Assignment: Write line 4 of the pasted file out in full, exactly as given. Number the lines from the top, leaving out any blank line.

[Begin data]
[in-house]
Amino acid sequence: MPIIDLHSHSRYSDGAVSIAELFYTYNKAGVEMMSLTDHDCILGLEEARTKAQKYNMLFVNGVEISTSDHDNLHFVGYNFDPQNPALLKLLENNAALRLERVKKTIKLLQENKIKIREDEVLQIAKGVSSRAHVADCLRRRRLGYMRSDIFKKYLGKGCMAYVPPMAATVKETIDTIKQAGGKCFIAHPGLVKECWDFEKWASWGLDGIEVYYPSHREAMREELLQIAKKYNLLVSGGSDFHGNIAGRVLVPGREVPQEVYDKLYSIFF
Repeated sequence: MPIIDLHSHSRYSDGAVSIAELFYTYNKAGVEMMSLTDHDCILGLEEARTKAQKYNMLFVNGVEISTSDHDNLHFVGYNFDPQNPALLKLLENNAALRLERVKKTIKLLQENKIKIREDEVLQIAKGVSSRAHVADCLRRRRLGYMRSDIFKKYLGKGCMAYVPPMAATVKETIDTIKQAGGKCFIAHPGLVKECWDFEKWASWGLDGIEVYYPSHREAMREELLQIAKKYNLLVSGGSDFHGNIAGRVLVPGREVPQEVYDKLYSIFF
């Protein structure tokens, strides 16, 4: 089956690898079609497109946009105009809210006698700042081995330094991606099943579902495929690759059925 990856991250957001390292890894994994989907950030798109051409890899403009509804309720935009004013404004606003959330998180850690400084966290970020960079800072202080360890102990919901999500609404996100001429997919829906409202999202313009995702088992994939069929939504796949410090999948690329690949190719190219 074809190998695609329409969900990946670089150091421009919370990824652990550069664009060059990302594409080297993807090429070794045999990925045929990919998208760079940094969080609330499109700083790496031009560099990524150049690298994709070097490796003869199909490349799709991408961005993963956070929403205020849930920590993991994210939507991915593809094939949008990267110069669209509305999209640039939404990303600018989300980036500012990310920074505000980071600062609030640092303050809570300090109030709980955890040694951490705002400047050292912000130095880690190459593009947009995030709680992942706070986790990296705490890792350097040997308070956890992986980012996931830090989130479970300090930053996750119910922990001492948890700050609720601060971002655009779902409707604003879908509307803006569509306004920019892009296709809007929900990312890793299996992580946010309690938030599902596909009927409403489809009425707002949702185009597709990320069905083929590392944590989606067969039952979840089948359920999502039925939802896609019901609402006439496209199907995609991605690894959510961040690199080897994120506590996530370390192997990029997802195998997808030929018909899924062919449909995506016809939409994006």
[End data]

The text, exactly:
């Protein structure tokens, strides 16, 4: 089956690898079609497109946009105009809210006698700042081995330094991606099943579902495929690759059925 990856991250957001390292890894994994989907950030798109051409890899403009509804309720935009004013404004606003959330998180850690400084966290970020960079800072202080360890102990919901999500609404996100001429997919829906409202999202313009995702088992994939069929939504796949410090999948690329690949190719190219 074809190998695609329409969900990946670089150091421009919370990824652990550069664009060059990302594409080297993807090429070794045999990925045929990919998208760079940094969080609330499109700083790496031009560099990524150049690298994709070097490796003869199909490349799709991408961005993963956070929403205020849930920590993991994210939507991915593809094939949008990267110069669209509305999209640039939404990303600018989300980036500012990310920074505000980071600062609030640092303050809570300090109030709980955890040694951490705002400047050292912000130095880690190459593009947009995030709680992942706070986790990296705490890792350097040997308070956890992986980012996931830090989130479970300090930053996750119910922990001492948890700050609720601060971002655009779902409707604003879908509307803006569509306004920019892009296709809007929900990312890793299996992580946010309690938030599902596909009927409403489809009425707002949702185009597709990320069905083929590392944590989606067969039952979840089948359920999502039925939802896609019901609402006439496209199907995609991605690894959510961040690199080897994120506590996530370390192997990029997802195998997808030929018909899924062919449909995506016809939409994006």